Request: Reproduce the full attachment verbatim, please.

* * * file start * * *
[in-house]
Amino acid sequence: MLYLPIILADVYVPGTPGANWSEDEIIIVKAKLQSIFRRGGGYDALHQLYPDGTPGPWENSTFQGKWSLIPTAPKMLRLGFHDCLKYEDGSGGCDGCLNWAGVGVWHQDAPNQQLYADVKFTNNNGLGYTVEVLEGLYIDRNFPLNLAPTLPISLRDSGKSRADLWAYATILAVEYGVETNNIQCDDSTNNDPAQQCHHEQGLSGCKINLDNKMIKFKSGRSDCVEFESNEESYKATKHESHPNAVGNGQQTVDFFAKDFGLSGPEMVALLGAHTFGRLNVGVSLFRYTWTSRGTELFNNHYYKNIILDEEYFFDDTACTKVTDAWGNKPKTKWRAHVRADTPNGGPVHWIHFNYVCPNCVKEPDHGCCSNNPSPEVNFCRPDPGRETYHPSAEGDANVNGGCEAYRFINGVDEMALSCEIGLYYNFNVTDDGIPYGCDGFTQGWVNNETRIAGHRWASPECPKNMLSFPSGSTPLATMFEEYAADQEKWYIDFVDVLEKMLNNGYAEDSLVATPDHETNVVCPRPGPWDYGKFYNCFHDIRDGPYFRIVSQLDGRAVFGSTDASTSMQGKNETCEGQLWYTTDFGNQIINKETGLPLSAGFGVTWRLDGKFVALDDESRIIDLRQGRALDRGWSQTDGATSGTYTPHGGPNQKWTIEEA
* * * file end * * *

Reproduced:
[in-house]
Amino acid sequence: MLYLPIILADVYVPGTPGANWSEDEIIIVKAKLQSIFRRGGGYDALHQLYPDGTPGPWENSTFQGKWSLIPTAPKMLRLGFHDCLKYEDGSGGCDGCLNWAGVGVWHQDAPNQQLYADVKFTNNNGLGYTVEVLEGLYIDRNFPLNLAPTLPISLRDSGKSRADLWAYATILAVEYGVETNNIQCDDSTNNDPAQQCHHEQGLSGCKINLDNKMIKFKSGRSDCVEFESNEESYKATKHESHPNAVGNGQQTVDFFAKDFGLSGPEMVALLGAHTFGRLNVGVSLFRYTWTSRGTELFNNHYYKNIILDEEYFFDDTACTKVTDAWGNKPKTKWRAHVRADTPNGGPVHWIHFNYVCPNCVKEPDHGCCSNNPSPEVNFCRPDPGRETYHPSAEGDANVNGGCEAYRFINGVDEMALSCEIGLYYNFNVTDDGIPYGCDGFTQGWVNNETRIAGHRWASPECPKNMLSFPSGSTPLATMFEEYAADQEKWYIDFVDVLEKMLNNGYAEDSLVATPDHETNVVCPRPGPWDYGKFYNCFHDIRDGPYFRIVSQLDGRAVFGSTDASTSMQGKNETCEGQLWYTTDFGNQIINKETGLPLSAGFGVTWRLDGKFVALDDESRIIDLRQGRALDRGWSQTDGATSGTYTPHGGPNQKWTIEEA